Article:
Creative Prose

State of the Nation

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Nothing interests me on The Mall. And only the pelicans do in St James’s Park. But I like walking, passing, through them both. The historic route to Trafalgar Square: processions, coronations, protests… A road that feels, in its pompous greenery, soaked in the world that it’s seen. For hundreds of years, hundreds of the world’s most important people have travelled along it, whether ceremoniously or under subterfuge, it is a space not haunted by its past, but resplendent, replete, screaming of it. Not sullied, but cleaned, polished, refined. I walk, grinning, not disgusted by or despairing of the throngs I share the road with (cameras out, waterproofs on), but one of them. The King of them. Dressed in a dinner jacket and high-tops. Maybe I look like someone’s son, stumbling home from a Mayfair shag. Maybe like I’m costumed, satirising the vulgarity of the rich, the upper classes. We are such a socially, economically, culturally, divided nation. There are only threads, ideas, interests, that unite, that join us. But the main one is our unacknowledged selfishness. People portray us, the British, as bumbling, apologetic, uncomfortable in our own skins, and that may be true… But we’re also a nation hungry for its needs, for fulfilment. We may fuck with the lights off, but we’re a nation of shaggers. We may not go to casinos, but we gamble without impunity. We may cry out against the physical and social problems it causes, but we’re a nation of boozers. We’re greedy. We’re fat. We don’t bother learning foreign languages. We think we’re better than Europe because we’re an island. We think we’re better than America because we have a Queen. We’re proud. Too proud, hung up on the past we’ve had and not the future we can make. And, yes, I love it because it’s big and grandiose and loud and full of noise and life and people, but London is the wonderful place it is because it’s the bit of Britain with the most of the rest of the world in it. Europeans, Asians, Africans, Americans, it’s not the British, the English, that make London great, it’s the fresh blood from elsewhere. London is exciting in spite of the country it’s in, not because of it. And on The Mall, which aches, lusts, yearns, for a proud and glorious past, this nation on the wane can feel important, can forget the decline and begin to believe in history being made here again.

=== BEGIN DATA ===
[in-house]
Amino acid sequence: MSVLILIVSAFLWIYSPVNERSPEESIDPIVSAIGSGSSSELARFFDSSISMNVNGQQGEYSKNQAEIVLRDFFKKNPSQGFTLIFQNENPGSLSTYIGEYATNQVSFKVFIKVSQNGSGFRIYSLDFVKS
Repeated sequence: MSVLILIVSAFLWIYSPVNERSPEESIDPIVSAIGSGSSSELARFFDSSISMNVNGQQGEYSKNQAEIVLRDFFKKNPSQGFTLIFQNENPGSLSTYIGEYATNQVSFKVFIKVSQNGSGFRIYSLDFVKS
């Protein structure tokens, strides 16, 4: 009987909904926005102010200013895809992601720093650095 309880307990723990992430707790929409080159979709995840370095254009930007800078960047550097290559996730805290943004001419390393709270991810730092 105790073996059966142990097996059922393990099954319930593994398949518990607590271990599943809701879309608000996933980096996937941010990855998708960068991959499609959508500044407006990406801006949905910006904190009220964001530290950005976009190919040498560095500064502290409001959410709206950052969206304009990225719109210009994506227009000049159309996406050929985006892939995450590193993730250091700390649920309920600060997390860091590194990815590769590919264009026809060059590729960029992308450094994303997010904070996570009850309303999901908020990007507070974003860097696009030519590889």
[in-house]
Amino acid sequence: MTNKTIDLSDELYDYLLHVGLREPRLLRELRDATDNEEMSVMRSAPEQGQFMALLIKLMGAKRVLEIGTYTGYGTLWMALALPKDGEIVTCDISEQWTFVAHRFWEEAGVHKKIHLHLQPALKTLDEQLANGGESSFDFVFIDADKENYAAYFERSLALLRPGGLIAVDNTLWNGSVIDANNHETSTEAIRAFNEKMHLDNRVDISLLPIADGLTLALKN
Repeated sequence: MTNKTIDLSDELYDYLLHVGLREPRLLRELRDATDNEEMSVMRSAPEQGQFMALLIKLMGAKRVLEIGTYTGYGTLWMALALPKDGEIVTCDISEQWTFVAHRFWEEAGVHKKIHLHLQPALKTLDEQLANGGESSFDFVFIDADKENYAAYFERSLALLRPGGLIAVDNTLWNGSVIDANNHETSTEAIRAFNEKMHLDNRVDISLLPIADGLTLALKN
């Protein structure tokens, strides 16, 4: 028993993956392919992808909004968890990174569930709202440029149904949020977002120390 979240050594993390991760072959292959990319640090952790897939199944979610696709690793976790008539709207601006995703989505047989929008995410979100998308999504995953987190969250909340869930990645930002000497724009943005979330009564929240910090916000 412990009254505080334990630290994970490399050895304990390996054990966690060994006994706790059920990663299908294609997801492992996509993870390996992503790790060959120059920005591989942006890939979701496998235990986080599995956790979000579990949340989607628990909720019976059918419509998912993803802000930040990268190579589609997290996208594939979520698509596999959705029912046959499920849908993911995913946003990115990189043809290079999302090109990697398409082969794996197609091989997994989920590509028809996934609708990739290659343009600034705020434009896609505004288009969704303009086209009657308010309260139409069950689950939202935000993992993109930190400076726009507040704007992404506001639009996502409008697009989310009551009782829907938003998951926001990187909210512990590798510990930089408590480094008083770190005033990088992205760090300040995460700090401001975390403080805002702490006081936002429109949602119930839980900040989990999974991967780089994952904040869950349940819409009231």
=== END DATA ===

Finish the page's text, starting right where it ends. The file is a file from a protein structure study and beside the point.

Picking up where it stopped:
I’m a bit pissed. Monologuing.

3 comments on “State of the Nation

  1. are you writing a novel? I’ve just read a few of these posts, you write very well (I would love to be able to write so descriptively)


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